In future columns we will explore each of these tools a little further. A permanent feature for the off-line programs and scripts is presently being constructed upon the newsletter archive site. Here, tools will be available for download to independent text developers along with background information and extensive help files. This effort has the full support of the tool masters, thus the archive feature should evolve into a valuable resource over time. Here in the column we will be providing space for the developers to introduce the tools in their own words. his week we begin our spotlight with the suite of tools created and maintained by Bill Flis.
Next week we spotlight the tools of Steve Schulze and take a closer look at the forerunners of today's tools; GutCheck and PRTK (Proof Reader's Tool Kit). This week is still unfolding around us and there is much change taking place, even as I write these words. The most prominent alterations in recent days are immediately obvious to any regular visitor to the DP forums. In fact, it is fair to say that if you tend to the familiar and cozy, you may still be a little startled by the depth and width of the to this week's forum transformations. While it may seem to have occurred with the suddenness of an earthquake, the reorganization is long in planning and implemented with the best intentions for DP's future.
The most important thing to be aware of is that nothing has been lost or removed. It may require a little searching around, but you will find everything is still there. Several new forums have been created, some for better organization, some to make the forums more friendly and accessible to new members and others were added because their time had come. Among the new additions is a tier specifically set aside for new proofers and new forums for Project Management; Mentoring; Promotion, even a gathering place for historical events and discussions of significance to the various DP cultures.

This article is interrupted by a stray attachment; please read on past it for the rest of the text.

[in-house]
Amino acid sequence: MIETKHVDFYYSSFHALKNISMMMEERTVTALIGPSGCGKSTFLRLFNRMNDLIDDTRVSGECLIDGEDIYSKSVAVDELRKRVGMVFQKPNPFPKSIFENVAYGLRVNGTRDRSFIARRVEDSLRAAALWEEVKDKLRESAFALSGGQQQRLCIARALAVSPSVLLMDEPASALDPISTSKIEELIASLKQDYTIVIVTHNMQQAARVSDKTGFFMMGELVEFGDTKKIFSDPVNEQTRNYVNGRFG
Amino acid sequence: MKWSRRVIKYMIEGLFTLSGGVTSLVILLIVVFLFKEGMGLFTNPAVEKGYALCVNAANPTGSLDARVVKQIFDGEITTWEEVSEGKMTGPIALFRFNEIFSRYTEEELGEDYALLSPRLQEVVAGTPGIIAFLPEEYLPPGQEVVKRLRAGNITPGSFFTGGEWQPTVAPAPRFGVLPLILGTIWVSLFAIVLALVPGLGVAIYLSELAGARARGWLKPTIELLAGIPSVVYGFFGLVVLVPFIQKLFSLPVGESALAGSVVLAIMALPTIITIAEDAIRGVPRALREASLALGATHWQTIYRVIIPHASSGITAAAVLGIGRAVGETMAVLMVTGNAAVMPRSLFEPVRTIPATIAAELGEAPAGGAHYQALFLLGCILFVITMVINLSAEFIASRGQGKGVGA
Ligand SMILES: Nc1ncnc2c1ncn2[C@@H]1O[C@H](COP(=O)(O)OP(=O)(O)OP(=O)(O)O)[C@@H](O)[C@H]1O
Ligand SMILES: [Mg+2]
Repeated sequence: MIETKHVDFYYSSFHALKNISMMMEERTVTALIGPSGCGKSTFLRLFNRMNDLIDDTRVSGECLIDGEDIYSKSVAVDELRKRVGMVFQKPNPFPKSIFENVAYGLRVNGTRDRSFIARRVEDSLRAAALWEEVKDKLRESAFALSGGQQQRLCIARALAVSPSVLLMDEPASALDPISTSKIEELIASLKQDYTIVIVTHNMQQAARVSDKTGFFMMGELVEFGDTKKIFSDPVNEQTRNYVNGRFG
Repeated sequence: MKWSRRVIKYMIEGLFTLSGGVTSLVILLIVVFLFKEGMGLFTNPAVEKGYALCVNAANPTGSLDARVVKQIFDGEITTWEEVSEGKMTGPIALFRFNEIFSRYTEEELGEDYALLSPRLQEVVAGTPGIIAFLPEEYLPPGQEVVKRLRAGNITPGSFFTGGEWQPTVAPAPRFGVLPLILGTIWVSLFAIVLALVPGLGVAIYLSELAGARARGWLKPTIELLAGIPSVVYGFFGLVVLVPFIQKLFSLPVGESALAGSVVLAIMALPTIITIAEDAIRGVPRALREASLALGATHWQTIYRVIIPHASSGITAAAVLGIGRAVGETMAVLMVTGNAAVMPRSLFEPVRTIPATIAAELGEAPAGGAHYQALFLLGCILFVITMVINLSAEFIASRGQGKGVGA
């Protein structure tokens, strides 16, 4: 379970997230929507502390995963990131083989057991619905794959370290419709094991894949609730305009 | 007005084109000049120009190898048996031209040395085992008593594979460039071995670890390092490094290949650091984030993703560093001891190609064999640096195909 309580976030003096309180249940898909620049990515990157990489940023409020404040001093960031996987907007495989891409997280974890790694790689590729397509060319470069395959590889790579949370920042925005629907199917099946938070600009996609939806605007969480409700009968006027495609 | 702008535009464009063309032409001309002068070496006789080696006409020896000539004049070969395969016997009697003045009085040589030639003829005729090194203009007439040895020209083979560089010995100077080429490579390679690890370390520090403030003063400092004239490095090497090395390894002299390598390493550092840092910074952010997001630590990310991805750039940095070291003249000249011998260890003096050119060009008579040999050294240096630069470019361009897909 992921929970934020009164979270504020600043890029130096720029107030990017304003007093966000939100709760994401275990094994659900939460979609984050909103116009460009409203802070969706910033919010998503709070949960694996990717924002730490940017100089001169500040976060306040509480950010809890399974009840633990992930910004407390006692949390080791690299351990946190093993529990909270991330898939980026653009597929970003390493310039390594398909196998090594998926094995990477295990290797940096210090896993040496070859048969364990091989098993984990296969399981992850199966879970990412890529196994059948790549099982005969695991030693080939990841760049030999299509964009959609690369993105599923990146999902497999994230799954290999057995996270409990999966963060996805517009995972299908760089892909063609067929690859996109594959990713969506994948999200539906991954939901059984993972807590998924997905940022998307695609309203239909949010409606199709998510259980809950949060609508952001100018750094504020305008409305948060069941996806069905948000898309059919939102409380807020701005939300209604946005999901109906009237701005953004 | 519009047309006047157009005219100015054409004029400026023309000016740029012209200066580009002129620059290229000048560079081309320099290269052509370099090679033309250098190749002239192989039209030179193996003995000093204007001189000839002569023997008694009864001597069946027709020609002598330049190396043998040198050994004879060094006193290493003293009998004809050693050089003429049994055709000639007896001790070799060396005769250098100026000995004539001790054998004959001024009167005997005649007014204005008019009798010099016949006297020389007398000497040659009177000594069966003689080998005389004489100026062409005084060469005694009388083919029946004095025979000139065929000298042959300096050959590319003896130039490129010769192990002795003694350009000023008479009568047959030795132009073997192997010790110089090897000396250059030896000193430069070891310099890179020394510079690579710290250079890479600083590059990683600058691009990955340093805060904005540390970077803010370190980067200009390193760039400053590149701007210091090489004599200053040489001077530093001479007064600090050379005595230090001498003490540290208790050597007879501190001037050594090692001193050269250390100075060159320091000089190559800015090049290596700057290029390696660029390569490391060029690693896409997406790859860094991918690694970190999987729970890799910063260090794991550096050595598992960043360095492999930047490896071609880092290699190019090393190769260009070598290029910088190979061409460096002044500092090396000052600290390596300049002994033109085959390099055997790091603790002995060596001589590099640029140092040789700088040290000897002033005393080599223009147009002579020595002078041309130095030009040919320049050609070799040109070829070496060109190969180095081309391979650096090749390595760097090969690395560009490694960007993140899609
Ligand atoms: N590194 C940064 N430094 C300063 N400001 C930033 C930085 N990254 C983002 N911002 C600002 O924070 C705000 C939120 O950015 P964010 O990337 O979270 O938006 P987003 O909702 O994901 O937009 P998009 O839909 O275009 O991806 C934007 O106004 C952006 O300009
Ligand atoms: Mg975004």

It may all be somewhat overwhelming at first. If so, take your time exploring and getting accustomed to all the new avenues and interesting side destinations. Just keep in mind, there's still proofing and content development to do! Not that the new forums will fare much better than anything else at slowing us down. I am running out of superlatives to relate this continuous growth in production. If October called us to reach up and stretch to be the best that we could, November is making that expanded effort look like our average workaday pace.
We reached 2,500 distinctive texts posted to PG in the past week, without even much of a murmur in the forums. In November alone, 215 projects have been posted. By month's end that number will be greater than any previous month. The same looks to be true for all other measurements of production as quality and output continue to expand. On this course, November shall be the finest month to date for Distributed Proofreaders, and it appears certain that at December's end there will be great things to celebrate. The year behind us was nothing short of wondrous from beginning to end. The year ahead is already shining with promise and bright indications of great prosperity for world's first free and international library. If they only knew what was in store for 2004, many book lovers would agree, change is a good thing!
Until next week...
All the best!Thierry Alberto
Links to Articles19 October 2004
18 February 2004
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4 February 2004
14 January 2004
17 December 2003
3 December 2003